For Lisa, prescription painkillers have always been part of the landscape of Chatham-Kent. “We would do Percocets in high school at gym class,” she says. This was in part due to their wide availability, but also because of a common misperception of prescription drugs. “There is a difference in how people look at them versus illegal drugs like meth or heroin,” she says. “With prescription drug use, people seem to look at it like it’s not as bad as illegal drugs—but it is. It’s almost worse. ”
Christopher Cartier, a coordinator at AIDS Support Chatham-Kent, sees the epidemic up close every day. His job involves handing out clean needles and other supplies to people who use drugs, but at twenty-three he’s also young enough to know what being a high school student is like in the prescription pill era. “I have noticed in the last few years that prescription drug use is increasing, especially among youth,” he says. “When they go to parties, it’s so easy to get them. You go into your parents’ cupboards, and you grab their pills.”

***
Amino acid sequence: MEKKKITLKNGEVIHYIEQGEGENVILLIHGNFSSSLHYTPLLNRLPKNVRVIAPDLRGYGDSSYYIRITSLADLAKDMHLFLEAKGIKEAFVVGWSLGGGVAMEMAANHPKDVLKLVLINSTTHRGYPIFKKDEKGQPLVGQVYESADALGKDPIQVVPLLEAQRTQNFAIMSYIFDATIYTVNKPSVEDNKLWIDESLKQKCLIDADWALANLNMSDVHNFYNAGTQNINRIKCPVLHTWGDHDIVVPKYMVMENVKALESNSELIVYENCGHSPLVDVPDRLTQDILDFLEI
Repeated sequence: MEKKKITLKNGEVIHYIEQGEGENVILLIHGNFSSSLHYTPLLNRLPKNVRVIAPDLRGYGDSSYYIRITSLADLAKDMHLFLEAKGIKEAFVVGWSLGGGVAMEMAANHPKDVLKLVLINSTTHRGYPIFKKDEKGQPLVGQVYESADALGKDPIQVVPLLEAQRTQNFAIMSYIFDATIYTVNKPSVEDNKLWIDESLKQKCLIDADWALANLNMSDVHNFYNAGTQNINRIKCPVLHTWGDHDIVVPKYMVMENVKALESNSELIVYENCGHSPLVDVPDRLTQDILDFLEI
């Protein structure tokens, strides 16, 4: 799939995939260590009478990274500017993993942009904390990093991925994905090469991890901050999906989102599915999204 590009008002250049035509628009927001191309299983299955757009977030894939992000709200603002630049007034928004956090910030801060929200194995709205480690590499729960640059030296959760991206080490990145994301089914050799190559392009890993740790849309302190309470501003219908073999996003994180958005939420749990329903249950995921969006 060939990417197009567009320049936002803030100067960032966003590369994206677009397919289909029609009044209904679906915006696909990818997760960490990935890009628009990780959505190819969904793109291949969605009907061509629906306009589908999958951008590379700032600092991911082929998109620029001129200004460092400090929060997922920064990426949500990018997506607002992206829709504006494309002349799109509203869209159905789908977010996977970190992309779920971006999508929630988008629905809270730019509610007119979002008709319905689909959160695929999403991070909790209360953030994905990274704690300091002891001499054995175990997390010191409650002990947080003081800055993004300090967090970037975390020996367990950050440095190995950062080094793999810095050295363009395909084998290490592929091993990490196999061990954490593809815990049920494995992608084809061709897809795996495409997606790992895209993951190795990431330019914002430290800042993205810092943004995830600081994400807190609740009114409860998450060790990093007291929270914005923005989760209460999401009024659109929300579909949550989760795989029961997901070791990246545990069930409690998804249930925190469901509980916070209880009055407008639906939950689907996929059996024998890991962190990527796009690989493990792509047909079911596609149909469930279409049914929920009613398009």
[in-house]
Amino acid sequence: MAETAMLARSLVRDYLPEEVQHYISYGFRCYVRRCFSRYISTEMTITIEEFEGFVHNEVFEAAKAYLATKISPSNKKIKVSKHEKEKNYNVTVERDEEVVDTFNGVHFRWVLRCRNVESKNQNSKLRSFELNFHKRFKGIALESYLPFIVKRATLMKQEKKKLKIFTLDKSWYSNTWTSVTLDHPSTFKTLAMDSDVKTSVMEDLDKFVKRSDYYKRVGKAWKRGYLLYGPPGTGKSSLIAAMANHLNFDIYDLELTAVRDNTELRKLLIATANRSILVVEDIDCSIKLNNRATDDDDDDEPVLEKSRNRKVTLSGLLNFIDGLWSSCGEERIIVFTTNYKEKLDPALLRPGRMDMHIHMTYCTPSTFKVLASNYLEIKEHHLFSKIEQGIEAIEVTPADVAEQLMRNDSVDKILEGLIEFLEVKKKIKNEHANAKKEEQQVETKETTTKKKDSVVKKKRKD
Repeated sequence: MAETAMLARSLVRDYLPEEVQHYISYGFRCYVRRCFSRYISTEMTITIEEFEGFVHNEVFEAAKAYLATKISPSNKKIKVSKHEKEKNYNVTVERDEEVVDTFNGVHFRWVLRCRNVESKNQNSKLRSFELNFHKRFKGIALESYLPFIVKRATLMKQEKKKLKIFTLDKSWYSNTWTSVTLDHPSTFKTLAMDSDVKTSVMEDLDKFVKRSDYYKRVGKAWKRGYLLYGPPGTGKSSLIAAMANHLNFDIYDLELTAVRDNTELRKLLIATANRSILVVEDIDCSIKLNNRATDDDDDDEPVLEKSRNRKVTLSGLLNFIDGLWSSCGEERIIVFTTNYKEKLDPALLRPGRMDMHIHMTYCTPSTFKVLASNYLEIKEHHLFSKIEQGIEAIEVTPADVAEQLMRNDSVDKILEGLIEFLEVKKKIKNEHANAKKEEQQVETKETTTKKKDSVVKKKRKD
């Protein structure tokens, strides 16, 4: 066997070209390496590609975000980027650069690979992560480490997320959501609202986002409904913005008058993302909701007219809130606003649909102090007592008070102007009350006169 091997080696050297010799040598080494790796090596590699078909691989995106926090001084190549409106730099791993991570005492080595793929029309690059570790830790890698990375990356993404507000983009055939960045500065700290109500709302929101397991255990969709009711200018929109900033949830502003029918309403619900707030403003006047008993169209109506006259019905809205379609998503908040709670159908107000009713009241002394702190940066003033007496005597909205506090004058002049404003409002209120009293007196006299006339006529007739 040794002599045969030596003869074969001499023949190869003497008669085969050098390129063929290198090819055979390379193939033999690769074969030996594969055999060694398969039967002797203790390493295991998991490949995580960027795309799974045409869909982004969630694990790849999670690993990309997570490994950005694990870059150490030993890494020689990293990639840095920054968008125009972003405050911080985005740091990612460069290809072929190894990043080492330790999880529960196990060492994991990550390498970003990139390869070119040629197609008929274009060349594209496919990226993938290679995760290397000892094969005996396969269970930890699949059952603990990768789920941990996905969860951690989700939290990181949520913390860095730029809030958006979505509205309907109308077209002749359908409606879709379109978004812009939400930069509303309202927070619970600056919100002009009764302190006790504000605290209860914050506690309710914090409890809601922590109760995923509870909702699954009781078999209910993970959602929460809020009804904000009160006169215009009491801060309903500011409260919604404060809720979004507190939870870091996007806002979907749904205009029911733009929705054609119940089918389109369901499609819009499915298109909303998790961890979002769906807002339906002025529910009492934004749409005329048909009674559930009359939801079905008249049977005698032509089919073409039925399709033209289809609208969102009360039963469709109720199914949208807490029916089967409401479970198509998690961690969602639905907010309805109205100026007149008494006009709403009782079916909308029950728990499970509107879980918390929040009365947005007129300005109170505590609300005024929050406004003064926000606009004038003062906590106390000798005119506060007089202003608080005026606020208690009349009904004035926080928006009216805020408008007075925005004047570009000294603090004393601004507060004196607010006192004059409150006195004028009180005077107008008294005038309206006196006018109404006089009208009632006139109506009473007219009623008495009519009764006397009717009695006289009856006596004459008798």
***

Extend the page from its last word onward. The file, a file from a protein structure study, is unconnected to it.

It is this pervasive abuse that finally prompted the federal, provincial, and territorial governments to turn their attention to the crisis—but agreeing on a strategy has proven elusive. After years of warnings and mounting evidence that prescription opioid misuse was killing Canadians, in February 2012 Purdue Pharma Canada announced that it would stop distributing OxyContin and replace it with a new formulation, called OxyNeo. (Critics have pointed out that this was likely motivated more by business concerns than by altruism, as the patent on OxyContin was set to expire less than a year after OxyNeo came to market.) Later that year, the provinces and territories pushed Ottawa to restrict access to oxycodone-based pharmaceuticals by delaying approval for generic forms of OxyContin. But Health Canada went ahead anyway, arguing that federal laws didn’t allow them to prohibit a pharmaceutical because of misuse.